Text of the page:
Appraisals: Types of Home Valuations

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Happy May! Hope you are enjoying the remaining days of Spring.

We will continue on the topic of real estate appraisals from last month:


When a real estate agent performs home valuations, there are usually 2 different scenarios:  (1) Buyer CMA.  This is when a buyer sees a home and wants to know if the listing price is low, fair, or too high.  A Buyer’s Agent will look at what similar homes have sold for in the neighborhood to answer that question.  (2) A seller wants to know what his home will sell for.  That, I believe, is the most difficult and skill-based of all home valuations, because it is a forward looking statement.  It is essentially a forecast, a prediction.  It’s a “crystal ball” expectation.  A stock analyst can tell you how a stock has performed in the past.  But to predict how a stock will perform in the future is clearly the more difficult task.  To predict what a home will fetch in any given market combines “art and science”.  It contains both objective components and subjective assumptions.  The experience and skill of the agent and the quality and accuracy of that prediction is a factor that contributes to a home that sells fast and high, or lingers on the market for months or even years and eventually expires or sells for lower than market price.

I have high respect for appraisers.  Their training and expertise related to home valuations is vastly superior to an average agent.   Our function and approach differ in that:

(1) When I perform home valuations, my customer is the seller.  My objective is determining the “market price” of a particular home. By “market price”, I mean the price a home can achieve in an open market, in an arms-length transaction.  This incorporates an intimate understanding of buyer behavior as well.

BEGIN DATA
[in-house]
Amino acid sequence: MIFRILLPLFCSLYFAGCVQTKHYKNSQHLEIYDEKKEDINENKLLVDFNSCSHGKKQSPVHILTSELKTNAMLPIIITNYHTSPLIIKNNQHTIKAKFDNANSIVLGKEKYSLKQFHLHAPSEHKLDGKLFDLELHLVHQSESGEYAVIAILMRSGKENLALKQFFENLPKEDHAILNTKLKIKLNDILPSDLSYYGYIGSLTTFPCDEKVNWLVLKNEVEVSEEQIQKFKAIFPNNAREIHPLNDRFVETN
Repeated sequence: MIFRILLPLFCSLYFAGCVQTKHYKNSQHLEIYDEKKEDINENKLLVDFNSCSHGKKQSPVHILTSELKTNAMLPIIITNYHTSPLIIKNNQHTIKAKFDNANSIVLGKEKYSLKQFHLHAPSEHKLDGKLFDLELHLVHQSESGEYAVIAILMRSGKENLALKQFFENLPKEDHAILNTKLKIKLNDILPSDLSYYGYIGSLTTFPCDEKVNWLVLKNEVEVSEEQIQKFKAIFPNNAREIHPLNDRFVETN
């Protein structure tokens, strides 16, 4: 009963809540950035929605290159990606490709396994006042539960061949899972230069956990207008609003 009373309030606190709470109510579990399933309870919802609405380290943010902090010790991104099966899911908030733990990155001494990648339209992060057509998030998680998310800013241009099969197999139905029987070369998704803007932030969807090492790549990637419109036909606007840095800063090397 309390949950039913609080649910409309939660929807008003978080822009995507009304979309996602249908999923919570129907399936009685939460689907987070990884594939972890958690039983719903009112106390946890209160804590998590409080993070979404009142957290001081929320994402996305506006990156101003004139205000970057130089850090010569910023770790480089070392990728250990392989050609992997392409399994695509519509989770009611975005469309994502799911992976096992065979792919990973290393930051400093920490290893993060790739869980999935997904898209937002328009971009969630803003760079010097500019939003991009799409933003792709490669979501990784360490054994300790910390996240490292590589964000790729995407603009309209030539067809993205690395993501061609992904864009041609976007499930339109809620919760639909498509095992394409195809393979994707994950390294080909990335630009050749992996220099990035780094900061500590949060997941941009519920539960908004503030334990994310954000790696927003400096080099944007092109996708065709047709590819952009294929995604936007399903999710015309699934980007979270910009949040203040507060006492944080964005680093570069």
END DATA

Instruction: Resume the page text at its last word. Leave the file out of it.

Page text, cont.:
(2) In a mortgage appraisal, the appraiser’s customer is the bank.  He determines “collateral value” of a home based on a complex list of ever changing rules set by the lending industry.  A mortgage appraisal is reviewed and scrutinized by underwriters before it’s accepted by the bank.  Rules and guidelines are strictly followed.  An underwriter often challenges an appraisal report and the appraiser has to justify and defend his work.

In the majority of cases, my work and that of an appraiser concur. I list a home at my projected market price, we achieve contract at or near that price, and the subsequent appraisal supports the value. Transaction closes smoothly and successfully.

However, sometimes the appraisal comes back below the contract price.  The reasons are case-by-case, but based on what I wrote in 1 and 2 above, there are simply divergent viewpoints that are hard to reconcile.  For example, would you pay more for a home that has a brand new roof and A/C system, so you wouldn’t have to worry about them in the next 15 years?  Would you pay more for a home whose kitchen is equipped with gorgeous top-of-the-line Viking or Thermador appliances?  I know I would.  Those things have value to me as a buyer.  However, you will not see them in an appraisal.  Why not?  The bank rules say so.  In the next issue, I will talk about what happens when appraisals come back low.  Also, I will discuss how appraisals can sometimes be higher than market value!

Until then, take care!  See you next month!

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